When was the last time you didn’t sleep through the night? This was the question posed by China’s official broadcaster CCTV during World Sleep Day (March 21), which quickly caught netizens’ attention. On Weibo, the national news agency’s post on sleep disorders has amassed over 1.9 million views so far. The related hashtag hit 300 million views, trending on the app’s Hot Search.
What is it
In China, sleep disorders are a cause for national concern. Some answered CCTV’s provocative question by revealing five or ten years without a proper night’s rest; many mothers expressed they hadn’t slept well since giving birth. The most common reasons? Work and social pressures, overtime, and kids.
According to China Sleep Research Report 2022, over the last decade the average hours of sleep shortened by 1.5 hours to 7.06 in 2021 compared to 8.5 in 2012. With 300 million Chinese people suffering from the issue, the COVID-19 pandemic has exacerbated sleep deprivation among the young in particular. But this is something that affects pretty much everyone: 94 percent of the population is not getting the health standard of quality of sleep.
Why it matters
Guo Xiheng, director of the Respiratory and Sleep Center of Beijing Chaoyang Hospital, suggested that everyone should go to bed between 10 and 11 pm, no later than midnight, and preferably maintain sleep that lasts between 7 to 8 hours.
Why? Because long-term lack of sleep can cause serious problems. Concern about the risk of cardiovascular and cerebrovascular diseases, depression, diabetes, and obesity has fueled the market for sleep aid products, including aromatherapy, meditation apps, melatonin pills, etc.
And that’s not all. TikTok’s rival Kuaishou recently created the variety show Go To Bed at 11PM featuring high-profile celebrities who are challenged to fall asleep before 11pm with the help of doctors, experts, and other tools (calligraphy practice, pre-bedtime rituals, and foot massage). The series received instant success: over 119,000 related videos were shared on the social platform, with users testing the products and solutions recommended by professionals in the hope to improve their sleeping habits.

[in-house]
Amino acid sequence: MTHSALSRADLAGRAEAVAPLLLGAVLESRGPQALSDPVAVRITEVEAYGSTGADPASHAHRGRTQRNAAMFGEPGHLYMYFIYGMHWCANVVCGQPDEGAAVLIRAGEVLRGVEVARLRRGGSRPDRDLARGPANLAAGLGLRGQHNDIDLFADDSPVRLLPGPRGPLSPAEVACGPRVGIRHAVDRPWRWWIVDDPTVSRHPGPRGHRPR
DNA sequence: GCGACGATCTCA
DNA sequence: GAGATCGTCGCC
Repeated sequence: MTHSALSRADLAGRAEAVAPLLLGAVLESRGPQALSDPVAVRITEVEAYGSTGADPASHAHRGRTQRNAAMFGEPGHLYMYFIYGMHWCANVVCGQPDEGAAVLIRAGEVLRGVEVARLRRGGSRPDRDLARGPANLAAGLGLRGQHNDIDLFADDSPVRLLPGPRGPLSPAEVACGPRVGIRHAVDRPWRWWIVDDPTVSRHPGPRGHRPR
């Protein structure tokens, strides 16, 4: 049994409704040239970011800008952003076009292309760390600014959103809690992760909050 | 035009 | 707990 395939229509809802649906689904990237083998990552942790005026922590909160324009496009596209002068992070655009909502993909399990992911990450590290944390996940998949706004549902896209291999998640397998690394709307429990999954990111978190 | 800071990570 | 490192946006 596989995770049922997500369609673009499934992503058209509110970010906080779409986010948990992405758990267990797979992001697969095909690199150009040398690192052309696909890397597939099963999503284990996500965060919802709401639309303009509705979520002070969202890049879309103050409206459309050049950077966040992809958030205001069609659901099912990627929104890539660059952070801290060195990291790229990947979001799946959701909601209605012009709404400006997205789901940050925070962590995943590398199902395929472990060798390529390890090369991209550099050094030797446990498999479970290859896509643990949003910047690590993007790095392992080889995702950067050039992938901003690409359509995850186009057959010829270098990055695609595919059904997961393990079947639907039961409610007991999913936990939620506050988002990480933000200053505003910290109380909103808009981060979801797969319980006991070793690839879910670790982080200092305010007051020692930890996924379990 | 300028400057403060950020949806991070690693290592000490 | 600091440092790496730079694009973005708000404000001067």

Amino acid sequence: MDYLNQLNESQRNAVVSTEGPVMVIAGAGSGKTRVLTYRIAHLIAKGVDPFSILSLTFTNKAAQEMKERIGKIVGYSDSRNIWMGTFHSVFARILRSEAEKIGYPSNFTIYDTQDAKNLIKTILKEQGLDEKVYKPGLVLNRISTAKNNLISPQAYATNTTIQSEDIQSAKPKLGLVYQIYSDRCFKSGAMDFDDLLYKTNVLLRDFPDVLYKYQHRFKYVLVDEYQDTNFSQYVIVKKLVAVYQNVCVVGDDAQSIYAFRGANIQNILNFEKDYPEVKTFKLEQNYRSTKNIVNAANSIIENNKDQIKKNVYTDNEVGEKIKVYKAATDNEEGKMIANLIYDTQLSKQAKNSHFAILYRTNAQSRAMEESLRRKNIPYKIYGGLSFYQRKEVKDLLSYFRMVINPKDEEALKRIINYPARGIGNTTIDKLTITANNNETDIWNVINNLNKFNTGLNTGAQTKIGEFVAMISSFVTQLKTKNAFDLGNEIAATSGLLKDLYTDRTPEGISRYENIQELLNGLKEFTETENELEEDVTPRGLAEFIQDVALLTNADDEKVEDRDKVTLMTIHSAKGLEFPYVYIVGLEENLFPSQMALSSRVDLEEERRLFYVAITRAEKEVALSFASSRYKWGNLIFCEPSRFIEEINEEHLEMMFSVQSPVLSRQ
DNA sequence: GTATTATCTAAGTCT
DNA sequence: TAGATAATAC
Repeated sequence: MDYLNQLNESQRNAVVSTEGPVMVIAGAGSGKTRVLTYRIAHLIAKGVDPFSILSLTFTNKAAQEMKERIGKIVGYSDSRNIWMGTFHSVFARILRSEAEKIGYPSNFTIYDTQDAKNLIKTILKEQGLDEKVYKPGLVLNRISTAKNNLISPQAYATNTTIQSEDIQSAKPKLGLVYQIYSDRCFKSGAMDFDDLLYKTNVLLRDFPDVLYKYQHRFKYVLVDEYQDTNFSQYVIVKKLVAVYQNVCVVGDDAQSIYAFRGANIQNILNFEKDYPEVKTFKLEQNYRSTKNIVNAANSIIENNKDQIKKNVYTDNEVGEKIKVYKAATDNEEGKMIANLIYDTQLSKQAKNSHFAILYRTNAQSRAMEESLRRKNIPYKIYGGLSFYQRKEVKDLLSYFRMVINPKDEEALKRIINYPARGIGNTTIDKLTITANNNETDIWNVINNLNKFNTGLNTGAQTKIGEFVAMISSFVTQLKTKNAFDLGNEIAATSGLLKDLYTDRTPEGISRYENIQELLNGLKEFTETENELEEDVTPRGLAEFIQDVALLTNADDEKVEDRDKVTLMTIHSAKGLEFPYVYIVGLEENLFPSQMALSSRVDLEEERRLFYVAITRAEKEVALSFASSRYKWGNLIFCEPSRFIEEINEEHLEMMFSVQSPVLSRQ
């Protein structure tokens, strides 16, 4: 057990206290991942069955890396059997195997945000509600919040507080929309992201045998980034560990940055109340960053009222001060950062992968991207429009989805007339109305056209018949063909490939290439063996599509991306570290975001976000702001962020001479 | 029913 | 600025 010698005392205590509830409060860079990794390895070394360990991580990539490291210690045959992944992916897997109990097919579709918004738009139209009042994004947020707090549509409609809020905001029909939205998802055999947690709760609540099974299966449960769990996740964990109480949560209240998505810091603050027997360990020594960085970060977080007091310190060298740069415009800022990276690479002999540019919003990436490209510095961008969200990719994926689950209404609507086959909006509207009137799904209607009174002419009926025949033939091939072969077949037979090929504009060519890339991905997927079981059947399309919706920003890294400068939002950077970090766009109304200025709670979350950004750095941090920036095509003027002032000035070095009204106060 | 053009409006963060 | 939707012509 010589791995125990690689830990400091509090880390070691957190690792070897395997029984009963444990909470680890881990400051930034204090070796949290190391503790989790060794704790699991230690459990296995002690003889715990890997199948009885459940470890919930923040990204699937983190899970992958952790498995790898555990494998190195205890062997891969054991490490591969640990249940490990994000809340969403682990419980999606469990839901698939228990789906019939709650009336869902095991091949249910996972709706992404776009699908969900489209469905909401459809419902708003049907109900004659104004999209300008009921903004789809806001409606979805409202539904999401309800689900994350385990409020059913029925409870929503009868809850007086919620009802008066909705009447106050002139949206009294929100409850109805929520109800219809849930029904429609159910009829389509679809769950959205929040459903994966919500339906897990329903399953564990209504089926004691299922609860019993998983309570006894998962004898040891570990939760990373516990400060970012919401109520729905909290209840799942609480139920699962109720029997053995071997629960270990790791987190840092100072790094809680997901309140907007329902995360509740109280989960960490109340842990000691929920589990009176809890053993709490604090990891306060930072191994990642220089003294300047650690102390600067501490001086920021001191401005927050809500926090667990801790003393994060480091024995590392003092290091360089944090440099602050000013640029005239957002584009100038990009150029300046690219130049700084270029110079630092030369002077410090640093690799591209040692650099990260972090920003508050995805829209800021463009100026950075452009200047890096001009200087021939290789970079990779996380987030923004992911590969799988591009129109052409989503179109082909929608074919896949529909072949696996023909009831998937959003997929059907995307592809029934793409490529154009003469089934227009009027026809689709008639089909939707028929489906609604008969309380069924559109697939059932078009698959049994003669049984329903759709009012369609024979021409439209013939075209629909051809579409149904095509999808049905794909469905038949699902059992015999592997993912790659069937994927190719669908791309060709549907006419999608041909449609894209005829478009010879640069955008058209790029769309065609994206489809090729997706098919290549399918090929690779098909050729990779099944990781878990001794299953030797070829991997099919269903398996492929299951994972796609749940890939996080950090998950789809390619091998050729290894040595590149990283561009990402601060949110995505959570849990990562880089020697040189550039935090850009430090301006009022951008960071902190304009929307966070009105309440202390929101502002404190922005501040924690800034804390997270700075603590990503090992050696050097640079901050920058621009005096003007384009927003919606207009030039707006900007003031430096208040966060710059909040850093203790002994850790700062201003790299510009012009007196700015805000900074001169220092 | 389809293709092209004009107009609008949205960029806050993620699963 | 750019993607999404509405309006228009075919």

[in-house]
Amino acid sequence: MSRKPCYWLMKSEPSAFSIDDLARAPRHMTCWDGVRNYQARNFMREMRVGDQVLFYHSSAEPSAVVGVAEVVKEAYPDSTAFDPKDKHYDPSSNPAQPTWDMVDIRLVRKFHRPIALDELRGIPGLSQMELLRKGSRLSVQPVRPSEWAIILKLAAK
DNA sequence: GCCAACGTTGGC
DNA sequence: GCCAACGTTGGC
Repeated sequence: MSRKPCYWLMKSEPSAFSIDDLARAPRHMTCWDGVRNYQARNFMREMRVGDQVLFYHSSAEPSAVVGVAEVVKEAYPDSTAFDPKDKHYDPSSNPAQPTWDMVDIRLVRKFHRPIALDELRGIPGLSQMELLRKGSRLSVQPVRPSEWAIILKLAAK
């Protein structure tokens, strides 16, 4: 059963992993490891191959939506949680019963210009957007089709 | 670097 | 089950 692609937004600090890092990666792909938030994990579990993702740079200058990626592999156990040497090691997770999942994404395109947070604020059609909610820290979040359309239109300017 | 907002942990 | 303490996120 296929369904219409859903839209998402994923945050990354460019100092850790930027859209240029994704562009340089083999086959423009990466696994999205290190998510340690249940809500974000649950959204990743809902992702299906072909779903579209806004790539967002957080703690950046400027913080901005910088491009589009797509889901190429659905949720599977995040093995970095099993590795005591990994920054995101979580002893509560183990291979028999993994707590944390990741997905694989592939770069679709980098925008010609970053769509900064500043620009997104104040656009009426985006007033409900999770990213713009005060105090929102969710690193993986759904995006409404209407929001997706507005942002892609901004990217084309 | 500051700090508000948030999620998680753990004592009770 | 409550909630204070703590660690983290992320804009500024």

What to watch
The concept of wellness is often bundled in with luxury. It has connotations of quality and class, giving high-end brands a starting advantage in the sector. Indeed, James Hebbert, managing director of Hylink UK, believes the definition of luxury itself is evolving in the minds of Chinese consumers. “We have clients say that ‘wellness’ is now the new luxury. So the sleep economy represents a growing opportunity for our clients across a variety of different sectors including lifestyle, tech, fashion, and luxury. The topical sustainability theme also aligns to the luxury wellness narrative.”
With COVID boosting awareness of well-being, sleep aid products are only expected to become more popular. According to iiMedia Research, between 2016 to 2020 the overall industry size grew from $41.1 billion (261.6 billion RMB) to $59.3 billion (377.8 billion RMB), an increase of 44.4 percent, and is expected to exceed $157.1 billion (one trillion RMB) by 2030.
The bottom line
Predictions like these mean it would be a smart move for maisons to show some care for their clients’ wellbeing. “Even with the challenging 9-9-6 culture, the average person will spend a significant amount of their lives sleeping—so why not have a little bit of luxury to help you snooze,” Hebbert concluded. So far, international luxury houses have yet to take advantage of this brave new world. In this case, at least, it doesn’t hurt to keep one eye open.